II. To meet due process requirements the trial court was required to conduct a pretrial evidentiary hearing to consider the totality of the circumstances and determine the admissibility of defendant's statements and admissions. Jackson v. Denno, 378 U.S. 368, 376, 84 S. Ct. 1774, 12 L. Ed. 2d 908, 915, 1 A.L.R.3d 1205; State v. Fetters, Iowa, 202 N.W.2d 84, 88; State v. Holland, 258 Iowa 206, 215, 138 N.W.2d 86, 90; State v. Leiss, 258 Iowa 787, 789, 140 N.W.2d 172, 174.
The trial court held such a pretrial evidentiary hearing at which the State had the burden to prove by a preponderance of the evidence defendant's confession was voluntarily, knowingly and intelligently made. Lego v. Twomey, 404 U.S. 477, 487-489, 92 S. Ct. 619, 30 L. Ed. 2d 618, 626, 627; State v. Cullison, Iowa, 215 N.W.2d 309, 314; State v. Rank, Iowa, 214 N.W.2d 136, 138 and citations.
Deputy Sheriff Baumann testified he had had prior jail contacts and visits with defendant and that on Sunday morning April 9 defendant sent a note asking to talk to Baumann. A meeting resulted and when during the conversation Winfrey made reference to the pending murder charge, Baumann stopped the conversation. Baumann testified he cautioned defendant about the serious nature of the charge and gave him the Miranda warnings, to which defendant indicated he knew his rights and stated he wished to talk about his involvement. Further that defendant was asked if he wanted his attorney or parents to be present to which defendant answered in the negative because he had lied to them earlier. After some additional conversation Baumann had Thadius Allen brought from his jail cell. The two youths then expressed their desire to talk with a police officer, preferably Ray Steiner.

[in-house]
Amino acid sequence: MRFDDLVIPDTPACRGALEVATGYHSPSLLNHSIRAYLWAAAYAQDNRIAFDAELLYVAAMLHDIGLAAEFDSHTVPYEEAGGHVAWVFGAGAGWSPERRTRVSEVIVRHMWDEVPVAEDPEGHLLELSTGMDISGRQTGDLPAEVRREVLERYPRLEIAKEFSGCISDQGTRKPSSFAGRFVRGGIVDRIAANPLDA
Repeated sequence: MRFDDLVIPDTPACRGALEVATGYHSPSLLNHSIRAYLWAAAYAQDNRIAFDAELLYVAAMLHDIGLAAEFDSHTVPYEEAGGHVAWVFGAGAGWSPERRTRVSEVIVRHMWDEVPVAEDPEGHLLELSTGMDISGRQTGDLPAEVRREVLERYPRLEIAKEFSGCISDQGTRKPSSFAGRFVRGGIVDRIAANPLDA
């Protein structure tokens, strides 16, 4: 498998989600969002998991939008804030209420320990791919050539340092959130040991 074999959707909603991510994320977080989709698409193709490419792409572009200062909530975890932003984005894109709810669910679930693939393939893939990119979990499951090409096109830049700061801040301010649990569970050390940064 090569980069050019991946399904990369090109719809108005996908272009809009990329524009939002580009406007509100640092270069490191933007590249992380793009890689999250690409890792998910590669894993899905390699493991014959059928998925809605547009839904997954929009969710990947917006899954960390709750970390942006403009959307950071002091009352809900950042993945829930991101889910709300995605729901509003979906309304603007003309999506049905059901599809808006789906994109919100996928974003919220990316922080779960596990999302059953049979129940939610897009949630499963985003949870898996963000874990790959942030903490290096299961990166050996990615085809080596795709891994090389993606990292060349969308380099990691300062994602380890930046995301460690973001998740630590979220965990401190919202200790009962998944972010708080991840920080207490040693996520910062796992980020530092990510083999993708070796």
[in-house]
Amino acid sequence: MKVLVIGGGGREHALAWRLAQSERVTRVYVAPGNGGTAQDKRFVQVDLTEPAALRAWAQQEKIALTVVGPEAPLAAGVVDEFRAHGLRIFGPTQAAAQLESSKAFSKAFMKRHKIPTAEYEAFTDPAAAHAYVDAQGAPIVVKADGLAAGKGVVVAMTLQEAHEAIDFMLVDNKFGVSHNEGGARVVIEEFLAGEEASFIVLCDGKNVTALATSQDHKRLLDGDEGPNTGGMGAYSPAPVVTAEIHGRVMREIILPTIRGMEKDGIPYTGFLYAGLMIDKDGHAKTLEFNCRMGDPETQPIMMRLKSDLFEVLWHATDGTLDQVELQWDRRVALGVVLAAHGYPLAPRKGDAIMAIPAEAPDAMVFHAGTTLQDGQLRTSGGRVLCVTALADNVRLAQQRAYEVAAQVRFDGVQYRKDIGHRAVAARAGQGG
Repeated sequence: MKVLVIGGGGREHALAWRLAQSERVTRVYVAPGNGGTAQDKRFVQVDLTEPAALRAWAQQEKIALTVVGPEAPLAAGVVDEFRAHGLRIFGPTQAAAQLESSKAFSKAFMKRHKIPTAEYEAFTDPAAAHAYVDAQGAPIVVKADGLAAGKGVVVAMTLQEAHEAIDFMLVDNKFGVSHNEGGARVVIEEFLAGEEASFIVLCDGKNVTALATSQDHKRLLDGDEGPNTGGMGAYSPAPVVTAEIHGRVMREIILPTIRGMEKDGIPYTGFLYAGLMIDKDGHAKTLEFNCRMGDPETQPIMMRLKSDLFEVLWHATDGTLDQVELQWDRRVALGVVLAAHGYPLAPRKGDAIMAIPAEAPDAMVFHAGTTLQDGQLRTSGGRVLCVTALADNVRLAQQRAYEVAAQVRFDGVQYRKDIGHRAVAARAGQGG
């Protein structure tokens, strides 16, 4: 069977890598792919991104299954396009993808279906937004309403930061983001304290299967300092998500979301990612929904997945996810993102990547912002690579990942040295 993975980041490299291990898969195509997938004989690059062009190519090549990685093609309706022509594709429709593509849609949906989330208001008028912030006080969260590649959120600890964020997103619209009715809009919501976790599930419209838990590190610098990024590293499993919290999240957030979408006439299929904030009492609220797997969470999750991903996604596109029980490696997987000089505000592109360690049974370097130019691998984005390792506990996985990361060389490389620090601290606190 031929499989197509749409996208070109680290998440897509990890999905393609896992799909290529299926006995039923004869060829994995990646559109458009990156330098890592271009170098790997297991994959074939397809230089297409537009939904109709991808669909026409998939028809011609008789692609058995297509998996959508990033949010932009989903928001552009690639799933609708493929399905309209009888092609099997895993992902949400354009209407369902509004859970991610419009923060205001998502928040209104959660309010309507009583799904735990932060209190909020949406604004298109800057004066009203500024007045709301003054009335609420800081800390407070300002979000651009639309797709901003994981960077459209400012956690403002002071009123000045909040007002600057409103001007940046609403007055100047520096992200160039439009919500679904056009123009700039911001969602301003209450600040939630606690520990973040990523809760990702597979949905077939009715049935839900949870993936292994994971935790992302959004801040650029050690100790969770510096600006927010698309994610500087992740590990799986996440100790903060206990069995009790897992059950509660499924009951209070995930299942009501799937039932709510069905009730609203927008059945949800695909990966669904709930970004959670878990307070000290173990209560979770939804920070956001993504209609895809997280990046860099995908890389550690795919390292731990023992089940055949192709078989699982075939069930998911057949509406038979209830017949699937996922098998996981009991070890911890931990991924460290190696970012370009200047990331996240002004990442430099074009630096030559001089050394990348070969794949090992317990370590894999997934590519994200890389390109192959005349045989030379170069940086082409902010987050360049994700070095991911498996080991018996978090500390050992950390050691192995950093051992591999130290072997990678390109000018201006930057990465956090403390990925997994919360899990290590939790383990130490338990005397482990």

Baumann further testified he telephoned Steiner and told him Winfrey and Allen wished to talk to him about the shooting. Steiner refused to meet with the two unless their parents or attorneys were present. Later Steiner received a second telephone call at which time Winfrey and Allen personally asked Steiner to talk to them. Steiner again expressed reluctance to have any discussion without their parents or attorneys being present. The two repeated their request that Steiner come to the jail and talk with them. Steiner then agreed.
Upon Steiner's arrival at the county jail Baumann and the two youths were in a small office. Steiner and Baumann testified in detail of the conversation which followed. After reading the Miranda warnings, Steiner advised them of the serious nature of the charge. He specifically advised both youths that he and Baumann would testify in court about what was said. Winfrey rejected Steiner's suggestion the conversation be recorded. Both told Steiner they did not want either their parents or attorneys present because they had lied to them earlier. Winfrey and Allen then related the events of the robbery and shooting of Koder.